Judd Trump, Kyren Wilson, Barry Hawkins
David Gilbert, Martin Gould, Ali Carter
Yan Bingtao, Ricky Walden, Ding Junhui
Ronnie O’Sullivan, Neil Robertson, John Higgins
Where to Watch
- Foxtel – Australia
- FreeSports – UK and Ireland
- Nova – Czech Republic & Slovakia
- NTV – Armenia, Azerbaijan, Belarus, Georgia, Kazakhstan, Kyrgyzstan, Moldova, Tajikistan, Turkmenia, and Uzbekistan
- Sky Network – New Zealand
- SuperSport – Africa
- Sportklub – Croatia & Bosnia and Herzegovina, Croatia, Macedonia, Montenegro, Serbia, Kosovo, and Slovenia
- TVP – Poland
- Viaplay – Estonia, Latvia, Lithuania
- Viaplay – Iceland
- Viaplay – Scandinavia
- Zhibo.TV – China
- Matchroom.Live – Table 1 is available exclusively to those outside of the countries listed above. Table 2 will be available live on Matchroom.Live excluding the Nordic and Baltic regions
- The tournament will also be live on betting websites around the world
The tournament carries a prize fund of £205,000 with players earning £100 per frame won with significant bonuses for their final group position and increased prize money in the Winners’ Group. A place in the 2022 Cazoo Champion of Champions is also on the line with each group featuring seven players with matches being held over two days.
All matches are a best-of-five, and each group is played to a round-robin format. The top four in each group contest the play-offs, with the eventual winner advancing to Winners’ Group. The three play-off players who don’t advance will move into the next group, where they are joined by the player who finished fifth in the table and three new players. Those finishing sixth and seventh in each group are eliminated from the competition.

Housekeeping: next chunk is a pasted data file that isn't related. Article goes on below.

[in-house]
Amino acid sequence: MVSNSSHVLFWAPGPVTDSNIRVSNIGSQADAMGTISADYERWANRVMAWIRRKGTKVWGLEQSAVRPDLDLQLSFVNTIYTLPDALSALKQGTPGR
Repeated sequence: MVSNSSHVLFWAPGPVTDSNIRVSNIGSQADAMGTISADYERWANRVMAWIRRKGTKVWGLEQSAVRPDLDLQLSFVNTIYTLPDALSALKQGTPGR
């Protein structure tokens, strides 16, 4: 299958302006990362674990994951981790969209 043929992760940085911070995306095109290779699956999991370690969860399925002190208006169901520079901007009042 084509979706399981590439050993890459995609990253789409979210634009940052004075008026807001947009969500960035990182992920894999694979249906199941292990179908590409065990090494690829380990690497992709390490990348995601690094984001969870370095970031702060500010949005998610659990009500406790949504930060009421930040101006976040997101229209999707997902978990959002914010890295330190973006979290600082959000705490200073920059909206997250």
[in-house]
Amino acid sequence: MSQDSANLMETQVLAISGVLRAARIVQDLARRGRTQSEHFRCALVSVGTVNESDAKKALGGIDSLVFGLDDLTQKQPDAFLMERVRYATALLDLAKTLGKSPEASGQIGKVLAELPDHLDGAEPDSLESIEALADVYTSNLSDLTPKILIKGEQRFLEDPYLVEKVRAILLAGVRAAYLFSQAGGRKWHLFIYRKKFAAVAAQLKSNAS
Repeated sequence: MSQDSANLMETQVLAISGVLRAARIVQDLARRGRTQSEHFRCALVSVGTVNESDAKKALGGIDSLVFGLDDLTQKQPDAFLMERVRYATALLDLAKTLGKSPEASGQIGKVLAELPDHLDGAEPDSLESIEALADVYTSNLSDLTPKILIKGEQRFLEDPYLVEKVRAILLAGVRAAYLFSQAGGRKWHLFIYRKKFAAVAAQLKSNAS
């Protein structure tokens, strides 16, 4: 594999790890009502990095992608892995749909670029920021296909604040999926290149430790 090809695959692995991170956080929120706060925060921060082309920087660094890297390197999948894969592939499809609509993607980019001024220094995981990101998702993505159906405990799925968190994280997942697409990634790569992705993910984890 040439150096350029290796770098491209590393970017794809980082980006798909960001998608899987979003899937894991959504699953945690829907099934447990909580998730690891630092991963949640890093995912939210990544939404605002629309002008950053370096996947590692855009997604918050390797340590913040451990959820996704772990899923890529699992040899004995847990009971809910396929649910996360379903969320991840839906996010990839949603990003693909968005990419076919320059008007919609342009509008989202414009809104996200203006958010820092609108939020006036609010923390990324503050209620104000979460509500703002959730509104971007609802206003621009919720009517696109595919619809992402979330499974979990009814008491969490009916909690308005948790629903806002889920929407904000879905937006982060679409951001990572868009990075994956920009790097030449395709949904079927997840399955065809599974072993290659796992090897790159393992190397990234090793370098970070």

2 thoughts on “Tour News – 21 December, 2021”
I assume there will be matches held over in the Turkish Masters. It would be madness to risk some big-name players losing in a qualifier, and even the prospect of a qualifier round might discourage some top players from bothering with it. It’s different in the German Masters where there are two qualifying rounds. I expect between 4 and 16 held-over matches, as well as the 2 local players’ matches.
There is still lots to clarify, which must be done before the players choose to enter. For example, do the players who have held-over matches get travel expenses? They used to do that for China events, but did not for the Northern Ireland Open. It cost Steven Hallworth £800 to play his match against Maguire. Remarkably, when he raised this, WST’s response was “you should be happy to play at the main venue, rather than a practice table in Leicester behind closed doors”.
Of course none of this matters if the event is ultimately shifted back to the UK because of covid. I’m still waiting to hear about my German Masters tickets.
Si Jiahui is looking very good for the automatic Q Tour place. If he can get that, he will be able to return to Zhengzhou in April – a rare trip home. It’s another success for Victoria, who made another promotional video.
WST answer to Steven Hallworth is shocking, but then ALL non UK players are forced to playe qualifiers in the UK even for their home events and should they lose get nothing and that is even more shocking. This system forces them toeither they have to pay their travel expenses themselves for every event, or live in the UK as expats. Both “options” come at a significant cost and probably administrative hassle, and there is the psychological and emotional apects of living as expats to deal with as well. Steven Hallworth, like ALL UK players is actually priviledged by the UK centric system but he does take that for granted. That said WST answer is callous, and, if they really told him that the tables used in qualifiers are “practice tables” it certainly doesn’t reflect well on the way they treat their professional players.
Comments are closed.